Cross posted from eaves.ca
Are you a public insurgent?
Today, a generation of young people are arriving into the public service familiar with all sorts of tools - especially online and social media driven tools - that they have become accustomed to using. Tools like wikis, survey monkeys, doodle, instant messaging or websites like wikipedia, or issue specific blogs enable them to be more productive, more efficient and more knowledgeable.
And yet, when they arrive in their office they are told: "You cannot use those tools here."
In short, they are told: "Don't be efficient."
You can, of course, imagine the impact on moral of having a boss tell you that you must do you work in a manner that is slower and less effective then you might otherwise do. Indeed, today, in the public service and even in many large organizations, we may be experiencing the first generation of a work force that is able to accomplish coordination and knowledge building tasks faster at home than at work.
Some, when confronted with this choice simple resign themselves to the
power of their organizations rules and become less efficient. Others
(and I suspect not an insignificant number), begin the process of
looking for their next job. But what I find particularly interesting is a
tinier segment who - as dedicated employees, that love the public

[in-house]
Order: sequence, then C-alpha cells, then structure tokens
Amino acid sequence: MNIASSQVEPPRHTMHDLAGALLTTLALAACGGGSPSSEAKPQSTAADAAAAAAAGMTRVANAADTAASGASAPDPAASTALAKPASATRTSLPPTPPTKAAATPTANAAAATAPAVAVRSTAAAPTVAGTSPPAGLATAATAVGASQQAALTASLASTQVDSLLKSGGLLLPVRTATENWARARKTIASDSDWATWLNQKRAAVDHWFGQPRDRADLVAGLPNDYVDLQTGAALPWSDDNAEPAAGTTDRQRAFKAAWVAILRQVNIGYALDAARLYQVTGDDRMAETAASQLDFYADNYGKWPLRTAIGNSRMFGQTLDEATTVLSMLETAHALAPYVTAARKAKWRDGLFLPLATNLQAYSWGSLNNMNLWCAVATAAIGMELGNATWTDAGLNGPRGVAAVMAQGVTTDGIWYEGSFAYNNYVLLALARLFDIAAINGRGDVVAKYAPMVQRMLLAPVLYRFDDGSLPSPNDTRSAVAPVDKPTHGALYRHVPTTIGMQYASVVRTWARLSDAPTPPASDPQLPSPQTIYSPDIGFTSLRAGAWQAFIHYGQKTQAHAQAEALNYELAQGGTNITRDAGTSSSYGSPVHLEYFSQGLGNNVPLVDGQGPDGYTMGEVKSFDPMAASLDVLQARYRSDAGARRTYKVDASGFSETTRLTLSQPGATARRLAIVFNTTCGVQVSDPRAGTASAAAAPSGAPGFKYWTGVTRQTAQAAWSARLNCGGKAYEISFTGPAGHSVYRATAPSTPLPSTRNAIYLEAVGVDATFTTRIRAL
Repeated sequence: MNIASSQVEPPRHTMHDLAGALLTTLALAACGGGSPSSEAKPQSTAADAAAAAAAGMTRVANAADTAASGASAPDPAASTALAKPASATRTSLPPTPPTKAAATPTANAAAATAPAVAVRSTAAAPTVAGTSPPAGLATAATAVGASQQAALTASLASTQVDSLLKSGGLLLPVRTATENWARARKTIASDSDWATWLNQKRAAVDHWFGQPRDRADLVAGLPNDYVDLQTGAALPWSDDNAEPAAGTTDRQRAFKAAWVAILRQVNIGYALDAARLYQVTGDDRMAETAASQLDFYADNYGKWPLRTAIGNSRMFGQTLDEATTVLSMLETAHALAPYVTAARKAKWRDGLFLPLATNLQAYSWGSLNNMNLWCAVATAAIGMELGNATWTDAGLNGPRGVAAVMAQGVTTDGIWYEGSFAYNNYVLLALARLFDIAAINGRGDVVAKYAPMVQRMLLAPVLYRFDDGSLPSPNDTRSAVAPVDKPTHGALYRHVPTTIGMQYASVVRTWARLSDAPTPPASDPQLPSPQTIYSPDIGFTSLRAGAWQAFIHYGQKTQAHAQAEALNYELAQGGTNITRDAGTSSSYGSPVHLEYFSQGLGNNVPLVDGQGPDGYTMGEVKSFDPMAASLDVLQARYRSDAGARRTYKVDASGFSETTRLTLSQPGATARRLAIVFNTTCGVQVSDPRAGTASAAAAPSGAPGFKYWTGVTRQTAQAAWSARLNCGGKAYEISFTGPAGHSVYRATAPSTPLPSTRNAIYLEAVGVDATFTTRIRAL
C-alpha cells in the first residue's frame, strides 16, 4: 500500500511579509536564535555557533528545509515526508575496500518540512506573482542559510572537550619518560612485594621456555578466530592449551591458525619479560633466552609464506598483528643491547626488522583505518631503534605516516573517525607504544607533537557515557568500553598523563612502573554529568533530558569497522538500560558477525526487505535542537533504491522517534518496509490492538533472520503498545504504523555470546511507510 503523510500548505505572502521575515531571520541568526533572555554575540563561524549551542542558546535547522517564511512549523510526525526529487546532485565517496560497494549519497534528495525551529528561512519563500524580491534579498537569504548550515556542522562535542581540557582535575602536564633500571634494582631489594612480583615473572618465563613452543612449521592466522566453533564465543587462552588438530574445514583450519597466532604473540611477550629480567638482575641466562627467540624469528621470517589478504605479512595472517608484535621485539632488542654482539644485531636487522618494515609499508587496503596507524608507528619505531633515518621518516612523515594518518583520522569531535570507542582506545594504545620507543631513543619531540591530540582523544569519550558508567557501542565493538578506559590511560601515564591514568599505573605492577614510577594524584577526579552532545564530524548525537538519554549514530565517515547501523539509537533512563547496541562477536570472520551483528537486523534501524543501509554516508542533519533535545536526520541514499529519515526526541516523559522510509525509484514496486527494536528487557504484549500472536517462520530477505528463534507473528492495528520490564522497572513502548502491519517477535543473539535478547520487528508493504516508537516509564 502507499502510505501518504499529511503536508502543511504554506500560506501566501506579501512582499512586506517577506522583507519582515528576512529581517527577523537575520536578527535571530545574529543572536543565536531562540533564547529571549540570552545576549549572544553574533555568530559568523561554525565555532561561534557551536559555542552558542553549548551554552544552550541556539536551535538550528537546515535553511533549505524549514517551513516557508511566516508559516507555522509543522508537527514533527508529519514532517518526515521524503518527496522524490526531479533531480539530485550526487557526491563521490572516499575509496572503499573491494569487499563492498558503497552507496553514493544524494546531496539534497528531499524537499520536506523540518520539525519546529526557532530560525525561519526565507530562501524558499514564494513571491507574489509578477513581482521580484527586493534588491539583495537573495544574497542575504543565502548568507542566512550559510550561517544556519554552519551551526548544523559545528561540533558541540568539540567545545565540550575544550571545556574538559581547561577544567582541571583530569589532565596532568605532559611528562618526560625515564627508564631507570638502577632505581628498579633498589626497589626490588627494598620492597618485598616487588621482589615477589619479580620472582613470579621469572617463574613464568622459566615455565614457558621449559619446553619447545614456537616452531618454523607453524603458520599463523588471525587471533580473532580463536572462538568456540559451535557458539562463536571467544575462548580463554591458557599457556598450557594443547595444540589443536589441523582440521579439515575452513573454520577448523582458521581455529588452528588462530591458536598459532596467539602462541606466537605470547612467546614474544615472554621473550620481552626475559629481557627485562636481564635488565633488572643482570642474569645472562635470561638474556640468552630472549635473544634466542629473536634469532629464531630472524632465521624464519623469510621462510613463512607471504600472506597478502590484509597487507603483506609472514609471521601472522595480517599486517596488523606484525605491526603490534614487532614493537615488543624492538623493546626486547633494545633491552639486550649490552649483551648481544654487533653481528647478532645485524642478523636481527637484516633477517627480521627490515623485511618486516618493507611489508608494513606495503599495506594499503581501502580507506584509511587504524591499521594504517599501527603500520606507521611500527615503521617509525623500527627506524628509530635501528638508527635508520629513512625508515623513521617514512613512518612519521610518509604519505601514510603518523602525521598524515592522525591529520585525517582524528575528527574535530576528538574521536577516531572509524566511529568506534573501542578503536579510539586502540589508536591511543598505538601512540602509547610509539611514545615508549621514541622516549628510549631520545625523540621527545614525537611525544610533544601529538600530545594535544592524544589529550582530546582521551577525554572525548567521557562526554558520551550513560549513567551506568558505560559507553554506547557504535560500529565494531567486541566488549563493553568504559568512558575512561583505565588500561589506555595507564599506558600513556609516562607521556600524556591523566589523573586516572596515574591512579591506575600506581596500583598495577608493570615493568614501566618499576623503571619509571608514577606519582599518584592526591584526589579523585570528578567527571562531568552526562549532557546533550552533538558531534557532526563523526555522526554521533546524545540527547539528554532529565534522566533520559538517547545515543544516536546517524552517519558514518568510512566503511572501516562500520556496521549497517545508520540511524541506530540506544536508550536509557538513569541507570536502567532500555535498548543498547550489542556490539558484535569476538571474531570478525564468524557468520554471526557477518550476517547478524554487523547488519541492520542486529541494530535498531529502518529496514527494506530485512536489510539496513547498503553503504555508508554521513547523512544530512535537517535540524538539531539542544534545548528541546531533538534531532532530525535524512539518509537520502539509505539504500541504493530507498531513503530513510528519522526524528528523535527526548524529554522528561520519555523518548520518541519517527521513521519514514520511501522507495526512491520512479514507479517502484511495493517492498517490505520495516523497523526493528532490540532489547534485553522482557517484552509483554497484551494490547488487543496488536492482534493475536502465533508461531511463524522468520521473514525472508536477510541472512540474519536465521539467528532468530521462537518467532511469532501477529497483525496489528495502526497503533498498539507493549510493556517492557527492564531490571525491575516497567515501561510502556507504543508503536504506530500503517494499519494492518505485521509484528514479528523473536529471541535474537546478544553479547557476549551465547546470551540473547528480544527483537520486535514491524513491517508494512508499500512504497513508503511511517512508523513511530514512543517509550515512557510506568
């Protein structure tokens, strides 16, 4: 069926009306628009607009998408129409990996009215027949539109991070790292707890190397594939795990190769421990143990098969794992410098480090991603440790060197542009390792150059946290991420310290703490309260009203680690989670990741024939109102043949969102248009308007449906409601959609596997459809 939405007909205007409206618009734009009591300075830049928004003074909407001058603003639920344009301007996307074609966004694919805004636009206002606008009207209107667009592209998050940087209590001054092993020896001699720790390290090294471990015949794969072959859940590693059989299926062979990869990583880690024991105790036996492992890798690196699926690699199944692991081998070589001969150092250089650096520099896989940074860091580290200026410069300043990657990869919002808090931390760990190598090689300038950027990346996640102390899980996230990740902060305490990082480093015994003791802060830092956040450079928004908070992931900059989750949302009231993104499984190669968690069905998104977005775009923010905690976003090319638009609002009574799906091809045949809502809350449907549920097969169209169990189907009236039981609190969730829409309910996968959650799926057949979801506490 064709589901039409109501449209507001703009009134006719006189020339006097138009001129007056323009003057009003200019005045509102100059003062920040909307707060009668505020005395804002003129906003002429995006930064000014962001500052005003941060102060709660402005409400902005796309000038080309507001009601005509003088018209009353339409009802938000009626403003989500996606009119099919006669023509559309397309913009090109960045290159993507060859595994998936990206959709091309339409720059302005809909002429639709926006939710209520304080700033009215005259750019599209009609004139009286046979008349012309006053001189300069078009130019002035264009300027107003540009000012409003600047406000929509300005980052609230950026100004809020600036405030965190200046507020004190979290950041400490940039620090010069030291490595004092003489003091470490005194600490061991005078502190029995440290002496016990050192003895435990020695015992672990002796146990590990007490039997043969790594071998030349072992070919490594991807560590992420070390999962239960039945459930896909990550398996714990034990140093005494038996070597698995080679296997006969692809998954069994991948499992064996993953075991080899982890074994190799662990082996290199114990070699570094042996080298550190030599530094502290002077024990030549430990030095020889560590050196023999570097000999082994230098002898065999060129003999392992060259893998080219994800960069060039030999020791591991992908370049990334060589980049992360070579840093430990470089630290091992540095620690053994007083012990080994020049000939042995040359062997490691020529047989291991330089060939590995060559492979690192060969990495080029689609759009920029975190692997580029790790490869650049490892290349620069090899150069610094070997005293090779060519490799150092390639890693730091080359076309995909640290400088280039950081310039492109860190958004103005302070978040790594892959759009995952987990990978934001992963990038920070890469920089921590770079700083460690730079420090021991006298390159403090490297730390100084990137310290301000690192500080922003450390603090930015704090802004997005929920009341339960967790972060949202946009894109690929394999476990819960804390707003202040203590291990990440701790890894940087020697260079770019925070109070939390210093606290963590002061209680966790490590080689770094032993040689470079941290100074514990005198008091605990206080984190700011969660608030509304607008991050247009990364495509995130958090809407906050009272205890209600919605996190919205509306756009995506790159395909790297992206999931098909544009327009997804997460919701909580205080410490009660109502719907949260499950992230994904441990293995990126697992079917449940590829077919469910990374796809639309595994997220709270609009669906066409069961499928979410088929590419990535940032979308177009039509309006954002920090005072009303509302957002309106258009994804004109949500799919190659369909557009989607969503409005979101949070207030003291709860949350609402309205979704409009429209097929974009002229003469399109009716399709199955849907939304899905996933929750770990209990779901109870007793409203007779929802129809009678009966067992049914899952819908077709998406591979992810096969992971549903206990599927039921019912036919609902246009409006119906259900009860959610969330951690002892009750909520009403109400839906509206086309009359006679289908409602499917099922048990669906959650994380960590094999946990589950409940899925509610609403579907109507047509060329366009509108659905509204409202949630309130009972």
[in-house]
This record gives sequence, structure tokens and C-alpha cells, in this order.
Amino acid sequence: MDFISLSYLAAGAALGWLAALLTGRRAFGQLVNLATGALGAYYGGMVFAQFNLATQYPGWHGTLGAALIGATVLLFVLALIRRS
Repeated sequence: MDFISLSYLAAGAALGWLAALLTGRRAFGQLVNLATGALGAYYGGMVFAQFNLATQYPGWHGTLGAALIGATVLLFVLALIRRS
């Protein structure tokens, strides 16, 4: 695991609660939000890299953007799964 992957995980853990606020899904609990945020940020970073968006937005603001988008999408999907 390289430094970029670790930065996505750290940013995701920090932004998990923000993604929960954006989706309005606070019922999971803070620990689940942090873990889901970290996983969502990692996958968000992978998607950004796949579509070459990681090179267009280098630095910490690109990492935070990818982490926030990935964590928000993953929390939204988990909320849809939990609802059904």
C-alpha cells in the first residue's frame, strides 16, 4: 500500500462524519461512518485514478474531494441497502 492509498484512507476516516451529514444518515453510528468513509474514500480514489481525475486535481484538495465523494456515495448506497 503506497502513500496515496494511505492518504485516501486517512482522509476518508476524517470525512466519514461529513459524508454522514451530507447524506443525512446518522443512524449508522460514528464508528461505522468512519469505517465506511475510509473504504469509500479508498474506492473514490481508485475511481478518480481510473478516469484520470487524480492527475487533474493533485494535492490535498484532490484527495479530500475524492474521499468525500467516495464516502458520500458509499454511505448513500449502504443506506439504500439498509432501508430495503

service and who want to be as effective as possible - believe in their
mission so strongly that they neither leave, nor do they adhere to the
rules. They become public insurgents and do some of their work outside
the governments infrastructure.
Having spoken about government 2.0 and the future of the public service innumerable times now I have, on several occasions, run into individuals or even groups, of these public insurgents. Sometimes they installed a wiki behind the firewall, sometimes they grab their laptop and head to a cafe so they can visit websites that are useful, but blocked by their ministry, sometimes they simple send around a survey monkey in contravention of an IT policy. The offenses range from the minor to the significant. But in each case these individuals are motivated by the fact that this is the most, and sometimes only, way to do the task they've been handed in an effective way. More interesting is that sometimes their acts of rebellion create a debate that causes the organization to embrace the tools they secretly use, sometimes they it doesn't and they continue to toil in secret.
I find this trend - one that I think may be growing - fascinating.
So my question to you is... are you a public insurgent? If you are I'd love to hear your story. Please post it in the comments (using an anonymous handle) or send me an email